Just to be on the safe side, I'd do a quick scuff sand with a sanding screen and wipe down with a swiffer before color painting
 
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Old 11-15-05, 08:46 AM
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The biggest drawback with waiting on the top coat is that the primer may get dirtier easier than regular paint would.

Having both painted on and over bright colors, I understand your desire to cover up the eye shattering colors There shouldn't be any problems painting over the primer a month later.
 
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Old 11-17-05, 07:15 PM
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Our decision

We've decided to just do one room at a time. We started with the purple room - applied a gray-tinted primer (that 123 stuff) and started painting over it with a deep red (it will be our study). Hehe - purple to red...I'm not sure if that's an improvement or not, but my wife likes it so...well, you know how it is. Actually, its a very warm color and it works...but what a pain to paint a red satin finish...our first coat is definetly lacking so we anticipate another two coats I think. Thank you for all your advice and this forum has been so helpful.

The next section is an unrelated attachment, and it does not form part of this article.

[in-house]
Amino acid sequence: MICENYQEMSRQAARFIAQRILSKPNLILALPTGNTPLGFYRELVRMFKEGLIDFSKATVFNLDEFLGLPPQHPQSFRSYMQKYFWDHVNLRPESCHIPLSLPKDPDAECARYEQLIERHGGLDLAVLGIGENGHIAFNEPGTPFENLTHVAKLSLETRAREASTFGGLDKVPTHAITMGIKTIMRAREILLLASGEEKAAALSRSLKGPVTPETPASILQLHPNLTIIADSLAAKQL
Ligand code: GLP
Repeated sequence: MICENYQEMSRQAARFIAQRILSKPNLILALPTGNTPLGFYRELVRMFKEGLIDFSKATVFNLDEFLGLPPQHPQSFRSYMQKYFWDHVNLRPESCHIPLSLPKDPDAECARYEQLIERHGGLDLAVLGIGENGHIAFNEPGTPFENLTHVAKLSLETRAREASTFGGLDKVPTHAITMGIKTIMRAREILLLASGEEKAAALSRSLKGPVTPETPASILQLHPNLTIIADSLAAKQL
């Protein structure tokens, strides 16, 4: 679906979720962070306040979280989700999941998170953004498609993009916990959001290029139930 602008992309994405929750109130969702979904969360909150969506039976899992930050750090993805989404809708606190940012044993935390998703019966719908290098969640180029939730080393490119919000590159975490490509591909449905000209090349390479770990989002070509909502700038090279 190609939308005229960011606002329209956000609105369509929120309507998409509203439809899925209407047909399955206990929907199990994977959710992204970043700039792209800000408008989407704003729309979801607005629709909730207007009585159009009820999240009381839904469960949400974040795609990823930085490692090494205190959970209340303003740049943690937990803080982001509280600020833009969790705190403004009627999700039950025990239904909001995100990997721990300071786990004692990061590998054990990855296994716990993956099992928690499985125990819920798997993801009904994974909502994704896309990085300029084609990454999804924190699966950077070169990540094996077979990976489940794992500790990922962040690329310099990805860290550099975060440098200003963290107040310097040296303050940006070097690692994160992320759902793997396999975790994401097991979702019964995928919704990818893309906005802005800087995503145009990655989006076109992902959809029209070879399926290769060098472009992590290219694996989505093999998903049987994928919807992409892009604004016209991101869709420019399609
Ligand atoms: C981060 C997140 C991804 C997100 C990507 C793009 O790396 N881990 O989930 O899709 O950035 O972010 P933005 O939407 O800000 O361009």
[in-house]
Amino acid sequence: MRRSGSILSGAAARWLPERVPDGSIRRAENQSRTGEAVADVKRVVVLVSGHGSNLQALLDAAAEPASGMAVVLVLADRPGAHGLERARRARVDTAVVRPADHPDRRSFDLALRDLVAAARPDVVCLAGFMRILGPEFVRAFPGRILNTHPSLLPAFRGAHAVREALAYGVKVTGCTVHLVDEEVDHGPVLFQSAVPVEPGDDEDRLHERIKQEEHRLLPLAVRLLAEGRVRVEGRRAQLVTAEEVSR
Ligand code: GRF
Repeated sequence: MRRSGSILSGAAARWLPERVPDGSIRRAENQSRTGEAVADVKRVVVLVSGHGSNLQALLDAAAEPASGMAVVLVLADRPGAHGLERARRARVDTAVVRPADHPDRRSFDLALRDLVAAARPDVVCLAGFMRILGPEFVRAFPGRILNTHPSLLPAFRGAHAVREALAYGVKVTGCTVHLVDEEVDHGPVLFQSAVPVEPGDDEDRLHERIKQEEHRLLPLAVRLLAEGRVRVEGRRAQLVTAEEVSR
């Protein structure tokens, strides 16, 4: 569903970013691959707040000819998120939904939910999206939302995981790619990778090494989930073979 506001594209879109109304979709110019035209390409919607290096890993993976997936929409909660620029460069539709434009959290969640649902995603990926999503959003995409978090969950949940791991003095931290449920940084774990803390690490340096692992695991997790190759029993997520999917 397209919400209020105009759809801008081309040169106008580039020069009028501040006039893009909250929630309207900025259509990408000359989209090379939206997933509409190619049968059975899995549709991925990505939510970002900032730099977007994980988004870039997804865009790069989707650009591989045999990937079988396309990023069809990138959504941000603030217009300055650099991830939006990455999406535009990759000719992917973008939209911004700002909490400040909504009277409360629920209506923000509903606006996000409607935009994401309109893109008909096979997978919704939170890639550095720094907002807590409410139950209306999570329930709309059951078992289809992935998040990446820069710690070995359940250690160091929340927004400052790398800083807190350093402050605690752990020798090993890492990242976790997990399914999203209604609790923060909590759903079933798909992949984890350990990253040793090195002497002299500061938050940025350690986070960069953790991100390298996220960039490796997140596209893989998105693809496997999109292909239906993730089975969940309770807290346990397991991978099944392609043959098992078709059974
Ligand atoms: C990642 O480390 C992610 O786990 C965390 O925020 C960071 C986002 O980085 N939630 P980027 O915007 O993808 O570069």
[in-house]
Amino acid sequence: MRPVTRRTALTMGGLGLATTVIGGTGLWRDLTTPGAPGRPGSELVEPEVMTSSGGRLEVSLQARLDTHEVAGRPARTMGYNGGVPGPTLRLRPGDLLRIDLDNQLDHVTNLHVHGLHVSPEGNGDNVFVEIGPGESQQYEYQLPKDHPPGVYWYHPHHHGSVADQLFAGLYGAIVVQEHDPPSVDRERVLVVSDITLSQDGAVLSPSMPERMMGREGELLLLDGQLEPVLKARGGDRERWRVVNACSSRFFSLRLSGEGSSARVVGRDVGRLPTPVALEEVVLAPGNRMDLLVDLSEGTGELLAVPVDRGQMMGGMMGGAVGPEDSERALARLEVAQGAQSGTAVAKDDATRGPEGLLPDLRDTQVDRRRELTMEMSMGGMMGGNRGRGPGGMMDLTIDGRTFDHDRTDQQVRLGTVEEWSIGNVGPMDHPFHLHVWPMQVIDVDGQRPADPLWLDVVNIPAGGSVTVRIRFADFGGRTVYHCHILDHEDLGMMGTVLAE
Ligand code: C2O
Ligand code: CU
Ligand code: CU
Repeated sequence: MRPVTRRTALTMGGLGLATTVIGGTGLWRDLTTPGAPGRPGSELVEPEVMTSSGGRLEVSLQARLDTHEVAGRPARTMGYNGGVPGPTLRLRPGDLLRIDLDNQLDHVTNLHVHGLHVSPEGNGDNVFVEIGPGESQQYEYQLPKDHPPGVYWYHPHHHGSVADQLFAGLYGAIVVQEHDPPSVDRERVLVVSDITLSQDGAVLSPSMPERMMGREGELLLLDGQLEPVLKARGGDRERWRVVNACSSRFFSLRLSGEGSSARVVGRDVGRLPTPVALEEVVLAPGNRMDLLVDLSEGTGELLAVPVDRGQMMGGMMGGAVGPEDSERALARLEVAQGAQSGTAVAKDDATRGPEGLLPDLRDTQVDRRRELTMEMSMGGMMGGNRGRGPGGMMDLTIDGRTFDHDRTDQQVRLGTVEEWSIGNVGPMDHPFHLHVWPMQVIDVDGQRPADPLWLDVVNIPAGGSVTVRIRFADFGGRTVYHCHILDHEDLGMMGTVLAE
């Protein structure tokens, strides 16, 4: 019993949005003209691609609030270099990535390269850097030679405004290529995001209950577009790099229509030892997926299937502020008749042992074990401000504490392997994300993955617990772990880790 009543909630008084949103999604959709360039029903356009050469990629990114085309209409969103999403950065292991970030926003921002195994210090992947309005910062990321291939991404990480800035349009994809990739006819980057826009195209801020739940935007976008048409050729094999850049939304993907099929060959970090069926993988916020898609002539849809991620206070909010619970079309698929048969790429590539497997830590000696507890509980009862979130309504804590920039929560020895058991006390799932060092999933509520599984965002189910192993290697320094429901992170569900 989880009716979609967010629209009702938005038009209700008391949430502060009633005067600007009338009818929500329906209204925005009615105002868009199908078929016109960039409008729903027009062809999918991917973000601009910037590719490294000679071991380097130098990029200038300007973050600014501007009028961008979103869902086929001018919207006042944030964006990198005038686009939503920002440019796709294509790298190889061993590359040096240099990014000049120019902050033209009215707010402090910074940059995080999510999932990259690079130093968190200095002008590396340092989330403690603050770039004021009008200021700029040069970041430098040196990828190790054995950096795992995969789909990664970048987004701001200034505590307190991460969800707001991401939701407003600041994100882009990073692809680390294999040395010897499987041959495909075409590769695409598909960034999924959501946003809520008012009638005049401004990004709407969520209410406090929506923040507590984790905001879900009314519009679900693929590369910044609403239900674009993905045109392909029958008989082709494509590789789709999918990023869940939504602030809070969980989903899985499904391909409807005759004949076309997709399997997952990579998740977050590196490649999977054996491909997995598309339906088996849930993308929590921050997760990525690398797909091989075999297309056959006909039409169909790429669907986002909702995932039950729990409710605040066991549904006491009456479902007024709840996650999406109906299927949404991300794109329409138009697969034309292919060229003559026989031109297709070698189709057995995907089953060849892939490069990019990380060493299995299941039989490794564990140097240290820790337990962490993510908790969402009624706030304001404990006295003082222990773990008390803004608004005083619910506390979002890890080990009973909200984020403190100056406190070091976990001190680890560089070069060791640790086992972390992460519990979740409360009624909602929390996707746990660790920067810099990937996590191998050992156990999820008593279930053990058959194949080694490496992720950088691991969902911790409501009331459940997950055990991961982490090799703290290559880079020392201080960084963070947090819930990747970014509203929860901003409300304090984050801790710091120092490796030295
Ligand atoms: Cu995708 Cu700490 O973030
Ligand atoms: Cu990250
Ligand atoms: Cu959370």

Last question (should probably be a separate thread) but do you agree with painting straight lines with red paint (as advised in this forum "sticky") or use the W-pattern or multiple lines? We're having a hard time getting the color to not streak horribly and be deep. The primer is showing through after the first coat. (BTW, we are relatively new to painting dark colors).